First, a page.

1. Limited time only! Sign up for a free 30min personal tutor trial with Chegg Tutors
    Dismiss Notice
Dismiss Notice
Join Physics Forums Today!
The friendliest, high quality science and math community on the planet! Everyone who loves science is here!

Electric Potential and charge flowing between 2 spheres

  1. Jun 30, 2015 #1
    1. The problem statement, all variables and given/known data
    A large hollow metallic sphere A is charged positively to a potential of 100 V and a small sphere B to a potential of 50 V. Now B is placed inside A and they are connected by a wire. In which direction will the charge flow?
    2. Relevant equations


    3. The attempt at a solution
    A is at a higher potential, B at a lower potential. So charge should flow from A to B?
    Even if the potentials alter due to the placement of B inside A, A is still at a higher potential?
    I don't know the answer, so please confirm?
     
  2. jcsd
  3. Jun 30, 2015 #2
    Positive charge will always flow from high potential to low potential.
     
  4. Jun 30, 2015 #3
    I just googled this question, and the answer is the opposite, like I'd expected. Charge flows from B to A
     
  5. Jun 30, 2015 #4
    Notice how I said positive charge?...
     
  6. Jun 30, 2015 #5
    I like to think of these question with respect to positive charge. Then, when I know what direction positive charge moves, I can simply say: positive charge cannot move, therefore the negative charge must be moving in the opposite direction to make it seem as though the positive charge is moving.
     
  7. Jun 30, 2015 #6
    I'm fairly confused here, sorry. I'm just talking in terms of positive charges here, so don't worry about negative.
     
  8. Jun 30, 2015 #7
    By connecting the wire, you are creating a conductor. You know that the electric field anywhere in a conductor is zero. Therefore, the voltage must be constant all throughout the conductor you are now creating. This means that the voltage from the 100V sphere will be reduced and become equivalent all throughout the conductor. Since positive charge cannot move, you know that negative charge will flow from sphere B into sphere A.
     
  9. Jun 30, 2015 #8
    Oh okay. Thanks :)
     
  10. Jun 30, 2015 #9
    Since you seem to understand I have only 1 thing to add :)
    urgent_mission.png

    It took me a while to rectify that electrical current is positive charges flowing.
     
  11. Jun 30, 2015 #10
    Ahhhh, can somebody pleeeeasssseeee just tell me the answer to my question now?

    That's cute ;)
     
  12. Jun 30, 2015 #11
    All of the excess mobile charge will move to the surface of the outer sphere.
     
  13. Jun 30, 2015 #12
    I'll agree with Luke.Current will flow from A to B but the Negative charge will flow from B-A as negative charges move from lower potential to Higher potential.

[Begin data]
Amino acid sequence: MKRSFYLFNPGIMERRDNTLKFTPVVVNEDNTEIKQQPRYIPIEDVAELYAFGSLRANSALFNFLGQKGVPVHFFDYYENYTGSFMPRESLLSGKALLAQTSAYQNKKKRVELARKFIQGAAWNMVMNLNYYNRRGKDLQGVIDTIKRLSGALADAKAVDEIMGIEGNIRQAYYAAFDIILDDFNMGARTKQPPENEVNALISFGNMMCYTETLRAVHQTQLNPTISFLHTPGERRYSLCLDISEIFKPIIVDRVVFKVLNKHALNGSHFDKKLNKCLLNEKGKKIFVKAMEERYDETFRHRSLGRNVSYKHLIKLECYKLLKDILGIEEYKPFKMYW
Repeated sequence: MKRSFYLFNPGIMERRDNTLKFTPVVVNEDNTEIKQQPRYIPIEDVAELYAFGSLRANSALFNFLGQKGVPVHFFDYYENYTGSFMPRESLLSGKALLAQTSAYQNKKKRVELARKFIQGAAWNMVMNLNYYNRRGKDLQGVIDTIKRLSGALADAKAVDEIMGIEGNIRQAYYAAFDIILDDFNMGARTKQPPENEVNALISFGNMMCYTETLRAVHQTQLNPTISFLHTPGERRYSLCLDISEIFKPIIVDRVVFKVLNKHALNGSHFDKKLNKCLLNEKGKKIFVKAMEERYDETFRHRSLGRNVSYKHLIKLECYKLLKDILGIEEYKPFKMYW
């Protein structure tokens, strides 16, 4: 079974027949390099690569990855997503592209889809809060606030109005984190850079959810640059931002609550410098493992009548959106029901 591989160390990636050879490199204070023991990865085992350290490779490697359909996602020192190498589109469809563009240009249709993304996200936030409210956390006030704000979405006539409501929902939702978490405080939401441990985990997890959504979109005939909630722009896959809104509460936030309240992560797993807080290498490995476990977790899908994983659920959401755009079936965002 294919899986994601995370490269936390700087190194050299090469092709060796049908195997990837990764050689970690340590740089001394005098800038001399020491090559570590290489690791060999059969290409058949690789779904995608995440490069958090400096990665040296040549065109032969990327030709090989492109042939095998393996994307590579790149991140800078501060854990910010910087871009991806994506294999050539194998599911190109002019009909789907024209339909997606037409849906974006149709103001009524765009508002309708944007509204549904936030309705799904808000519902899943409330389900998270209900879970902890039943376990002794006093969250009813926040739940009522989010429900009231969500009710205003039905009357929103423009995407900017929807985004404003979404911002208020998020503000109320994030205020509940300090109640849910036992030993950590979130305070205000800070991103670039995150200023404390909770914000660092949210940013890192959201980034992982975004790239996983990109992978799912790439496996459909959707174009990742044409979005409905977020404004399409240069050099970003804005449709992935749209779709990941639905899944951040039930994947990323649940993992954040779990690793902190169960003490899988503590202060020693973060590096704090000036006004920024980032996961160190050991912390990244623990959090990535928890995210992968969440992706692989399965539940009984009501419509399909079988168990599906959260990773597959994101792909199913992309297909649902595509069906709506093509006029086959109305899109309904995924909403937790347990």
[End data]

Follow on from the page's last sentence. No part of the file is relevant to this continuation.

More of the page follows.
For example.Think of a Circuit normally the current flows from higher potential to lower potential (Positive Terminal to Negative Terminal) But if we think the electron would rather move from Negative Terminal to Positive terminal.(opposite charges attract).
     
  14. Jun 30, 2015 #13
    Okay.
     
  15. Jun 30, 2015 #14
    Answer is B-A.End of Story.
     
  16. Jun 30, 2015 #15

    SammyS

    User Avatar
    Staff Emeritus
    Science Advisor
    Homework Helper
    Gold Member

    my2cts has the correct answer.

    The charge on the outer sphere is thus increased and therefore, so is it's potential.
     
  17. Jun 30, 2015 #16

    SammyS

    User Avatar
    Staff Emeritus
    Science Advisor
    Homework Helper
    Gold Member

    Look below your post on the left hand side. There are labels:
    "Edit" "Delete" "Report" "Bookmark"

    Click on "Delete" and respond appropriately.
    [Moderator note: The posts in question were duplicates and have been removed]
     
  18. Apr 26, 2016 #17
    from B to A . since the negative charges will move to high positively charged plate
     
  19. Apr 26, 2016 #18

    haruspex

    User Avatar
    Science Advisor
    Homework Helper
    Gold Member
    2016 Award

    What @Luke Cohen , @Dennis Ngeno and @Sync are all missing is that the given potentials were for the case when A and B were separate (and presumably some distance apart). When B is placed inside A, still not connected, the potentials will change. When the two are connected, they become a single conducting solid with a spherical external surface. What do we know about the charge distribution for such? What does the field inside it look like?
     
Know someone interested in this topic? Share this thread via Reddit, Google+, Twitter, or Facebook

Have something to add?
Draft saved Draft deleted